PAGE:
There are two things going on here:

    a) The BDS movement is being really rude and nasty towards Jewish students hoping to offend them.

    b) The Jewish student’s objections to this rudeness are being ignored and so their parents being offended are then using legal leverage which is likely excessive.

    The BDS movement likes to take its inspiration from the anti-apartheid movement. I don’t remember any anti-apartheid protest that tried to single out, mock, embarrass or humiliate Dutch or Presbyterian students on American campuses. There was never any discussion of historical wrongs but rather a movement towards whites and blacks moving together towards a better future. The message was pro-democratic and inclusive talking how about post apartheid South Africa would be good for everyone and improve the lives of both white and blacks. The talk was only one of reconciliation not revenge. There was an understanding that people could be legitimately concerned about what would happen to the Boers if South Africa well without being racist. People who supported “constructive engagement” (the opposition to the sanctions / divestment movement) weren’t demonized.

    That’s not the model that BDS is following. I don’t know how you expect the University is going to respond to a group that going out of its way to hurt the feeling of other students that occasionally crosses over into intimidation, vandalism and disruption of public events. You might want to try being polite, respectful, charitable and nice. Act like any other campus group looking for policy changes that’s looking to win over support to a political cause rather than a group looking to offend, alienate and intimidate Jewish students.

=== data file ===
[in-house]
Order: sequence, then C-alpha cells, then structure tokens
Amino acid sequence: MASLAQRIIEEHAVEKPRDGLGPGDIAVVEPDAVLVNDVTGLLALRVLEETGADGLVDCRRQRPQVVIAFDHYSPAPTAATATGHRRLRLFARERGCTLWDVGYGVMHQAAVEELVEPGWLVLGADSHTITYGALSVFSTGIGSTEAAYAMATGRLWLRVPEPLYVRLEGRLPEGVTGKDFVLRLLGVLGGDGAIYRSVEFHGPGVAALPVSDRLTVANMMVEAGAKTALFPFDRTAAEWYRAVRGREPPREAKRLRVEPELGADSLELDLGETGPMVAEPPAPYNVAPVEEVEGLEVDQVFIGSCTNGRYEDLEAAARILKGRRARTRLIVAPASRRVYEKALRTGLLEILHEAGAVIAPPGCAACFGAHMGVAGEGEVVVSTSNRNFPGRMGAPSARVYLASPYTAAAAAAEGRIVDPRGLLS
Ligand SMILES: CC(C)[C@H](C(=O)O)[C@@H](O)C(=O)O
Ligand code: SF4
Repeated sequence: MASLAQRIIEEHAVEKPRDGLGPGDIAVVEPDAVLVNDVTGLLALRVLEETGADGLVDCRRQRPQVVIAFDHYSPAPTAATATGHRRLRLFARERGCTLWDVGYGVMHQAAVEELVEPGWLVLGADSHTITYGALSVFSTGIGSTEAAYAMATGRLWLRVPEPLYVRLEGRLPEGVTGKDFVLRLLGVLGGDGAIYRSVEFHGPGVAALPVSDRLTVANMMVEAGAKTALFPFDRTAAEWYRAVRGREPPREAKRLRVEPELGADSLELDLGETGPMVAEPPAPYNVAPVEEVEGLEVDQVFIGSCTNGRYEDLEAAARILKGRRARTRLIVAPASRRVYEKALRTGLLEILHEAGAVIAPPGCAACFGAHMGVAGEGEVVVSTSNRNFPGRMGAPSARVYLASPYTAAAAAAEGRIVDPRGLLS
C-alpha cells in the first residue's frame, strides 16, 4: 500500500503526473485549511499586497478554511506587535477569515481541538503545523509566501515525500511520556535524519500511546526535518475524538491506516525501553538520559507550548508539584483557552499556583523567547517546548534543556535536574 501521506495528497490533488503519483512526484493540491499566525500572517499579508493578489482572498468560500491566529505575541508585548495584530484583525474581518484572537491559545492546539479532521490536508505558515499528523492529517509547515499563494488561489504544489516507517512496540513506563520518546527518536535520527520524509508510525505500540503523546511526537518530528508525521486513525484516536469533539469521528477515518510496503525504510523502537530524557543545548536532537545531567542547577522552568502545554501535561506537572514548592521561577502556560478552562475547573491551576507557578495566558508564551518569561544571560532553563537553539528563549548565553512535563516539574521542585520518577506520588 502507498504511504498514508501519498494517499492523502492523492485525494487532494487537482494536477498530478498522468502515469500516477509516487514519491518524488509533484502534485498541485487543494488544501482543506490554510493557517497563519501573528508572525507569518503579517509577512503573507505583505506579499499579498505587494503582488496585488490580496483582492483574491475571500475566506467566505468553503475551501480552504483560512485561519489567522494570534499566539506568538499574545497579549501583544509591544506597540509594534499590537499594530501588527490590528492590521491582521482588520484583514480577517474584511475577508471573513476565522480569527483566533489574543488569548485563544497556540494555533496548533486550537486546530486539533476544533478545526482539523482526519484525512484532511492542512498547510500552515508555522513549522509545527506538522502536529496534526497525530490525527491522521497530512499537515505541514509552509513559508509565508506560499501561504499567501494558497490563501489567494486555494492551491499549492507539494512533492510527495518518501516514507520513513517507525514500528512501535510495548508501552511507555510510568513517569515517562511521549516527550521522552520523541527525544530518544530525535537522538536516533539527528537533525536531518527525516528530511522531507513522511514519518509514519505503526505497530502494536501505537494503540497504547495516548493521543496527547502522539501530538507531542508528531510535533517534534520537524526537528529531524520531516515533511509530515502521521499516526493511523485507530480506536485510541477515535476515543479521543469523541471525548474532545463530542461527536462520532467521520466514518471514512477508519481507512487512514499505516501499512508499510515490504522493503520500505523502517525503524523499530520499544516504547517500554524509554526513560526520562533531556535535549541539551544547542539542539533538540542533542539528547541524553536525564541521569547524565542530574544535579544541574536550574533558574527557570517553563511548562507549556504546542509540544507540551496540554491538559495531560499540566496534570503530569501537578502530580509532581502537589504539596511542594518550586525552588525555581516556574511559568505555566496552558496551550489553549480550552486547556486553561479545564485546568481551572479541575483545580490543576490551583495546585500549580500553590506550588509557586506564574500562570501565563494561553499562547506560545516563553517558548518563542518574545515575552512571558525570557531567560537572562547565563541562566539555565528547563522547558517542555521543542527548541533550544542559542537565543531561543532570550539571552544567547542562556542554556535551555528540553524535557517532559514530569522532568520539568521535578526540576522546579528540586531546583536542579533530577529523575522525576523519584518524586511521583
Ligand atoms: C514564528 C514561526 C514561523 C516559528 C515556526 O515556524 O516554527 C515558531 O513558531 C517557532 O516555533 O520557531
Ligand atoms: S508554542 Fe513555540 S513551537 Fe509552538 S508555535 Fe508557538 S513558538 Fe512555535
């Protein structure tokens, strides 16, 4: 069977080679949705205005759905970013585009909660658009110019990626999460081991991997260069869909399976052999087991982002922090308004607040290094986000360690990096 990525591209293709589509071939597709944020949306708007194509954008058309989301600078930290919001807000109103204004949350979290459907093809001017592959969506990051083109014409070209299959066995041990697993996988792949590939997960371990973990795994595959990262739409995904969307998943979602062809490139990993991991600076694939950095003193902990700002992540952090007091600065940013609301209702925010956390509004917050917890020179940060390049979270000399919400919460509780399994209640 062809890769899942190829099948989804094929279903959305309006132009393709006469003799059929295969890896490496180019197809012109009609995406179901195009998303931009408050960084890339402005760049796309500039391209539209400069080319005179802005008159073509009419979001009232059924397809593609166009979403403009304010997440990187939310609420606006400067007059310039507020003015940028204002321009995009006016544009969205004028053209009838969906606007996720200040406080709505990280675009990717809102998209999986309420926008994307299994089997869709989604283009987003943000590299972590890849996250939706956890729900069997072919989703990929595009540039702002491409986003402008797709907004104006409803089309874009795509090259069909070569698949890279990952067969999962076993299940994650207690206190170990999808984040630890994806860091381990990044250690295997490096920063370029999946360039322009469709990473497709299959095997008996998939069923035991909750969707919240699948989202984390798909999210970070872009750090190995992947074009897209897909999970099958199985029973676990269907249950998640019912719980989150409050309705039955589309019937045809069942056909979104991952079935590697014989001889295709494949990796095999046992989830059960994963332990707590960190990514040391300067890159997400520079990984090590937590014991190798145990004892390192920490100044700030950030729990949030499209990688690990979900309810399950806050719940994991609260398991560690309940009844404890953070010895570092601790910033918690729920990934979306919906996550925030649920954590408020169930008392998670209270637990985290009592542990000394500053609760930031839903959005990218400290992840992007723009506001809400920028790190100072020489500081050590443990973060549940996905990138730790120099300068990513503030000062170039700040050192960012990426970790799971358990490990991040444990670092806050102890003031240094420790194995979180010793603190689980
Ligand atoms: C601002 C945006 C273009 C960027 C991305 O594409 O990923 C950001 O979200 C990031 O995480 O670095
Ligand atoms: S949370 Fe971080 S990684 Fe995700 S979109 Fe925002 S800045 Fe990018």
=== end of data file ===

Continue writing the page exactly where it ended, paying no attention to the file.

Clearly you get more attention through crime but that attention is negative. The public square is needed for public debate. But for debate to take place everyone needs to feel safe and welcome.

    • puppies on March 21, 2014, 11:20 am

      “You might want to try being polite, respectful, charitable and nice”
      Where in the Constitution does it require that?
      “The BDS movement is being really rude and nasty towards Jewish students”
      Wrong. Zionists, not Jews (you antisemite!) Which is a deliberately acquired malformation.
      “I don’t know how you expect the University is going to respond to a group that going out of its way to hurt the feeling…”
      By respecting free speech, which consists entirely in the right to hurt the feelings of some.

      • JeffB on March 22, 2014, 3:13 pm


        JeffB: “You might want to try being polite, respectful, charitable and nice”

        Puppies: Where in the Constitution does it require that?